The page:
Spring is a great time to reflect on how your spending looks for the first few months of the year.
Spending & Budgeting
If you prepared a budget in January, you now have a full three months of actual spending to compare to your budget projections. High net worth individuals and families can benefit from a good budget review as much as an individual who is just beginning down the path of their financial future. While those with significant financial means typically have more latitude in their budget, it’s still important to make sure that your spending is in line with your expectations.
Your Spending Should Reflect Your Values
Your spending reflects who you are and what you value. The best way to ensure your spending is in line with your personal goals and values is to review where your money is going on a regular basis. Budgeting is also a great way to keep ‘expense creep’ from eroding your income growth. Anyone who has been fortunate enough to experience growth in their personal income knows it’s all too easy to also see expenses increase with a more expensive lifestyle. This is not to say that you should not enjoy your higher income levels, but it’s important to make sure that an increase in expenses is spending that is in line with your goals and values.
The Foundation of Your Financial Planning Goals
Bigelow employs a goals-based approach to the financial planning process. Common spending goal categories include basic lifestyle necessities, health care, travel plans, vehicle purchases, planned giving, and other specific expenditures. These goals are at the center of the planning recommendations our clients receive when discussing their financial plans. A change in your spending goals could result in a change in your overall planning strategy. For individuals still in the accumulation phase, understanding your future spending plans is also the precursor to understanding how much you should currently be saving today.
Accuracy is Important
Most individuals have a general idea of what their current spending looks like but increasing accuracy can lead to better outcomes. Let’s use a quick example to illustrate this. Assume that we have a 45-year-old individual who thinks, using a reasonable estimate, that she spends $70,000 on her basic living expenses. At a 2.25% assumed inflation rate, that $70,000 will look more like $109,235 twenty years from now. But what if her actual current expenses are $85,000? The future spending will be closer to $132,643 – a difference of over $23,000 at the beginning of her planned retirement date. This miscalculation could continue to compound throughout her retirement, potentially affecting overall spending goal by hundreds of thousands of dollars over her lifetime.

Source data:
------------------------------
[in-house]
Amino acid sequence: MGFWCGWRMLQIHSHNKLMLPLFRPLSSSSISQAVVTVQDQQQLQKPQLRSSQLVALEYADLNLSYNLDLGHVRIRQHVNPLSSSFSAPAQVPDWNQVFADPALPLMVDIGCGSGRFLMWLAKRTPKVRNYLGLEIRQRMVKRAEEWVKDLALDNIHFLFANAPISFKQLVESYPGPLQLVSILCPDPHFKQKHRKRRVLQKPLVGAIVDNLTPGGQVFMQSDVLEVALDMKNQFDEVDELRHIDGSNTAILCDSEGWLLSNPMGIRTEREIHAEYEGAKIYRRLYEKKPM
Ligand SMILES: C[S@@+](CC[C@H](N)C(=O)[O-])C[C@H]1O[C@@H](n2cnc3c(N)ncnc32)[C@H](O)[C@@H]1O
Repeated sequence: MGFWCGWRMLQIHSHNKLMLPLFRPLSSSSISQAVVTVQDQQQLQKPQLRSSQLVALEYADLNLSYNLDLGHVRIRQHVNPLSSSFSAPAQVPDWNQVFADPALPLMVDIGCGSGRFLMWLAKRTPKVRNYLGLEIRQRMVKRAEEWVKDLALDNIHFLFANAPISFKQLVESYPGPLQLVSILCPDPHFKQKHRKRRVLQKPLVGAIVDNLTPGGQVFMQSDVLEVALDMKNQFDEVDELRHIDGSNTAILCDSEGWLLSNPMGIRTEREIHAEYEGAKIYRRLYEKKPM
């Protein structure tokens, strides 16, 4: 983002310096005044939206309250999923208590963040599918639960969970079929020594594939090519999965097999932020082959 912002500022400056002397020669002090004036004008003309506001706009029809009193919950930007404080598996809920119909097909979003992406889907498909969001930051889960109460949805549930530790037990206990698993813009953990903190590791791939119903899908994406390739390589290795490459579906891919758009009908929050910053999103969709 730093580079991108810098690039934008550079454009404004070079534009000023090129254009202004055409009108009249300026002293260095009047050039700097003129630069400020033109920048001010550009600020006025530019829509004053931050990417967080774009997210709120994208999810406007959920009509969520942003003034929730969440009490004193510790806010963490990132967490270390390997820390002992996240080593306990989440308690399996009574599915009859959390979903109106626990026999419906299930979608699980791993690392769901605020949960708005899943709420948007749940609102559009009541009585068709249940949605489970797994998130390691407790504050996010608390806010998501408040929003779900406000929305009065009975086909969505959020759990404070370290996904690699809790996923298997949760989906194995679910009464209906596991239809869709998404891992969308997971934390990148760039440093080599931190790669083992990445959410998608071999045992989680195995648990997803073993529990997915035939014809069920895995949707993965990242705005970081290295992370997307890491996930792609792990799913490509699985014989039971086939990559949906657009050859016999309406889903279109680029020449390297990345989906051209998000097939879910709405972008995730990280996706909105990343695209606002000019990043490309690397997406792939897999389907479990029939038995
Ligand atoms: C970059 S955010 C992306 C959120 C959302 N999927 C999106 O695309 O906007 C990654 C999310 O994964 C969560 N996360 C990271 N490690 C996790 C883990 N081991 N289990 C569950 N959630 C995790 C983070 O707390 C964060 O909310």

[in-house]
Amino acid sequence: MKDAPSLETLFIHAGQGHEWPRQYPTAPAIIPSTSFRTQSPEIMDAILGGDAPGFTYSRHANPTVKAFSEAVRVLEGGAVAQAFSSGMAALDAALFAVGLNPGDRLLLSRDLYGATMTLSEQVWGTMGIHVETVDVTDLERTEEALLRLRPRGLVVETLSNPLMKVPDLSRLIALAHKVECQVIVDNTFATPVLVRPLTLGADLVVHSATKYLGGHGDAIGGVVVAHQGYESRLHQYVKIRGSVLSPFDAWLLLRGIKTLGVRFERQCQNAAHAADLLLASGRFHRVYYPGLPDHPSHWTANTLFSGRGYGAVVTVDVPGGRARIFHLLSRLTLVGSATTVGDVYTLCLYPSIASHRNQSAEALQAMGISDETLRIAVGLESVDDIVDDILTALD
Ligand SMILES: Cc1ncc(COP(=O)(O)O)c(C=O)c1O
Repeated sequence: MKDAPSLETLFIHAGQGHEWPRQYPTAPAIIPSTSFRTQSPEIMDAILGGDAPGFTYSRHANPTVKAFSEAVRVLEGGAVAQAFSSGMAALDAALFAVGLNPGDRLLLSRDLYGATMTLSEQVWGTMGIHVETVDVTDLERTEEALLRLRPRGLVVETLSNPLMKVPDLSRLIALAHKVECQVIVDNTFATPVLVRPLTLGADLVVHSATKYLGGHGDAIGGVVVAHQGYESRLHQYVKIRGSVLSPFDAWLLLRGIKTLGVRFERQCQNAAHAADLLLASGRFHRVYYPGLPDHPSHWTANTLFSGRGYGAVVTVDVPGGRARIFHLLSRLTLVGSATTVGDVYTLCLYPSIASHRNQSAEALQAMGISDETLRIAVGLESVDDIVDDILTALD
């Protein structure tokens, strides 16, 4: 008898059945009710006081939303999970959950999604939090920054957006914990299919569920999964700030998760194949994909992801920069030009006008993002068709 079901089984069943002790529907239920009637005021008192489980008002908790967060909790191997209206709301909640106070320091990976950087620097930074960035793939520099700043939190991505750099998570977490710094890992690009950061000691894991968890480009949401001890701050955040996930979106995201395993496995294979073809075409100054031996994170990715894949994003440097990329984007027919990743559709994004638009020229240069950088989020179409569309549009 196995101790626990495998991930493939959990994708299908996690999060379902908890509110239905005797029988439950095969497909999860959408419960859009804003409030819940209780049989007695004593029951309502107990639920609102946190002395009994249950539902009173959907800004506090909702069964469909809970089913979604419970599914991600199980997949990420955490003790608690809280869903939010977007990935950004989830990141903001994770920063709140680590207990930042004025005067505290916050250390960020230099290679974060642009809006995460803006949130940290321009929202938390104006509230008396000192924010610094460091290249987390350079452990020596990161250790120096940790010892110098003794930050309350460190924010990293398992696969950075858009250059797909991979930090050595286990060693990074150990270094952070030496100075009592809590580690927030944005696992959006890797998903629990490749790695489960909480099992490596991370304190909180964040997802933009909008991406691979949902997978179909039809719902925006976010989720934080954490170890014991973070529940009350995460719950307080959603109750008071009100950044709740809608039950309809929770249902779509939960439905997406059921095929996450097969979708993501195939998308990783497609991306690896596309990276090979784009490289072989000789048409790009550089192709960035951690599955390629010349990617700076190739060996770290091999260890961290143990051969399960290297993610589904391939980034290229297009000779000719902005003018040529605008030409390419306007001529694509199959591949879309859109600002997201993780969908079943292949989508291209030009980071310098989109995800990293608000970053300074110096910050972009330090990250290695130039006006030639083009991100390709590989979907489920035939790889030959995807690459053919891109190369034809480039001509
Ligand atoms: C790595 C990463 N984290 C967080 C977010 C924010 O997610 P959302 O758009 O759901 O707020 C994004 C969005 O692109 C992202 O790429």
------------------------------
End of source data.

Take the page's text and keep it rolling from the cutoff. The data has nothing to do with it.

Looking for Surprises
Unless you already adhere to a budget and review your spending against your estimates, you may find that your spending patterns aren’t exactly what you thought they were. Sure, many items are predictable: utilities, property taxes, and other fixed payments generally don’t fluctuate much. On the other hand, discretionary spending, travel, dining out, and hobby expenses may fluctuate dramatically. Your budget review should provide some insight into whether you are sticking to your budgeting plans, allowing you to get back on track if there are any significant deviations. Also, unexpected mid-year events may cause you to reevaluate your spending plans and make some adjustments to your spending goals for the remainder of the year.
Technology Can Do the Hard Work
There are a variety of technology tools that are available to help you with the spending and budgeting process. Some personal finance tools, such as Mint and YNAB (You Need A Budget), allow users to receive regular feedback on their spending habits. The advantage of using good budgeting technology, rather than simply looking at how your bank or credit card providers report your spending, lies in the ability to create customized spending categories. A typical credit card provider may provide a spending analysis that includes a dozen or so general spending categories. This may not be nearly specific enough for you to carefully consider your individual spending habits, given that so many different expenditures will ultimately be lumped into a small number of categories. Taking a more surgical approach to your spending categories will allow for a customized spending review. For example, a credit card provider may use the ‘Entertainment’ category to include all your spending on items such as gym memberships, health spa visits, movie tickets, or trips to an amusement park. While this may be good enough for some individuals, others may want to carve out a special category for the health-related spending that they place a higher personal value on, as opposed to a trip to the movies. Additionally, maybe the trip to the amusement park would be better suited to a ‘Kids/Grandkids Entertainment’ category. Once you have created your specific categories with most technology services, they will remember which expenditures belong in which categories so that you don’t need to repeat the process. This allows you to quickly understand if your spending matches your goals and values.
Budgeting Makes You More Frugal
Those who have spent time considering their budgeting and spending goals have a vested interest in where each dollar is going. They know what their goals are, what they value, and where they do and do not want their money going. This creates a more frugal state of mind and will help reduce spending on unimportant items and impulse purchases. Additionally, you can feel confident when your spending follows a budget that reflects your values, which is ultimately what the budgeting process is all about.